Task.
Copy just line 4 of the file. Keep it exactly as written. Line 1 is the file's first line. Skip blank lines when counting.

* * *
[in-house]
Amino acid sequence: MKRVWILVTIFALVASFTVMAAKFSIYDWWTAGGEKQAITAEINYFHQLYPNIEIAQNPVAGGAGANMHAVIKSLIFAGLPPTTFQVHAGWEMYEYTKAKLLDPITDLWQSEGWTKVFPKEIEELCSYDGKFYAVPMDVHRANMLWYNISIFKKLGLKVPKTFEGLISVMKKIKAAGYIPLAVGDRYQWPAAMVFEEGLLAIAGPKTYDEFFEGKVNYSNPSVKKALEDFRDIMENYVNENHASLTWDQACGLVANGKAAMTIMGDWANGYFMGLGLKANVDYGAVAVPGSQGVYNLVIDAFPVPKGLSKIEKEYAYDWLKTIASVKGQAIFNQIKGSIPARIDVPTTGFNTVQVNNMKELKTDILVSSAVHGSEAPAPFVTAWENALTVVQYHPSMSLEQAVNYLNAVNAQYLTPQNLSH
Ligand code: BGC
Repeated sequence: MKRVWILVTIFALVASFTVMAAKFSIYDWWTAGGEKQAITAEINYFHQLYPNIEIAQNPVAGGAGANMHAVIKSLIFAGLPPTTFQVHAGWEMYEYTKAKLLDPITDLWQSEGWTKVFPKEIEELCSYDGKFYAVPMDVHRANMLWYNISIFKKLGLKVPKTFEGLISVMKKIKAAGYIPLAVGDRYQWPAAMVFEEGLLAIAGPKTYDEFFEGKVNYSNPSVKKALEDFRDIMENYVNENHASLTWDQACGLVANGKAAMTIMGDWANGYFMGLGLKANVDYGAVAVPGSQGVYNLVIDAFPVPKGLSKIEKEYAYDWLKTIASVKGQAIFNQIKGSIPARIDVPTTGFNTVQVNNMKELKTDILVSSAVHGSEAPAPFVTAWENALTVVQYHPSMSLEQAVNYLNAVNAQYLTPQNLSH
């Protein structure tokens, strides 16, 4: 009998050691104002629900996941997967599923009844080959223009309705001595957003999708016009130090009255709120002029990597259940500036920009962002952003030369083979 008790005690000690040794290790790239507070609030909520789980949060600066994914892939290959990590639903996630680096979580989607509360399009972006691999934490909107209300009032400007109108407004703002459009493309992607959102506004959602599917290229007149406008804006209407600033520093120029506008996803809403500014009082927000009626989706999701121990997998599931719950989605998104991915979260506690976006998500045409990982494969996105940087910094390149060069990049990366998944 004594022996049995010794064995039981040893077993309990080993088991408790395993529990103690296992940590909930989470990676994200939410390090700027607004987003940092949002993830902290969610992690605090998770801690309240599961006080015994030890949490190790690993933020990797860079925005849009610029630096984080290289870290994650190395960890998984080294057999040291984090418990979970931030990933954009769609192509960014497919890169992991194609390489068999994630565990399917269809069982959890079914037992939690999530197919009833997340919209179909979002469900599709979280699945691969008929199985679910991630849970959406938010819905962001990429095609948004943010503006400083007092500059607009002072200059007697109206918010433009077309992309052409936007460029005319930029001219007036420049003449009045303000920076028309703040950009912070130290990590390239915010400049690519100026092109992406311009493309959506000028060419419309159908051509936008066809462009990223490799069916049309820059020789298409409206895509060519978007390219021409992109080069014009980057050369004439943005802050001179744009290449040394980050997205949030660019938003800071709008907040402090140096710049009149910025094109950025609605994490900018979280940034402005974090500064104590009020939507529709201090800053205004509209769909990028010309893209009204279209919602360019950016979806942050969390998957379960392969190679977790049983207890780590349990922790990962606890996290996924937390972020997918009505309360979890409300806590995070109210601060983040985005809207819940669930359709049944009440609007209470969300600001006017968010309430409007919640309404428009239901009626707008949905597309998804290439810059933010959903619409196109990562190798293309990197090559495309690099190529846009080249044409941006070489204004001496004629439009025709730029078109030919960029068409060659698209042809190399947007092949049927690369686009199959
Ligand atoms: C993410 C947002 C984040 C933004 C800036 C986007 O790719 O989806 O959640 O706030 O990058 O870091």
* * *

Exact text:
Repeated sequence: MKRVWILVTIFALVASFTVMAAKFSIYDWWTAGGEKQAITAEINYFHQLYPNIEIAQNPVAGGAGANMHAVIKSLIFAGLPPTTFQVHAGWEMYEYTKAKLLDPITDLWQSEGWTKVFPKEIEELCSYDGKFYAVPMDVHRANMLWYNISIFKKLGLKVPKTFEGLISVMKKIKAAGYIPLAVGDRYQWPAAMVFEEGLLAIAGPKTYDEFFEGKVNYSNPSVKKALEDFRDIMENYVNENHASLTWDQACGLVANGKAAMTIMGDWANGYFMGLGLKANVDYGAVAVPGSQGVYNLVIDAFPVPKGLSKIEKEYAYDWLKTIASVKGQAIFNQIKGSIPARIDVPTTGFNTVQVNNMKELKTDILVSSAVHGSEAPAPFVTAWENALTVVQYHPSMSLEQAVNYLNAVNAQYLTPQNLSH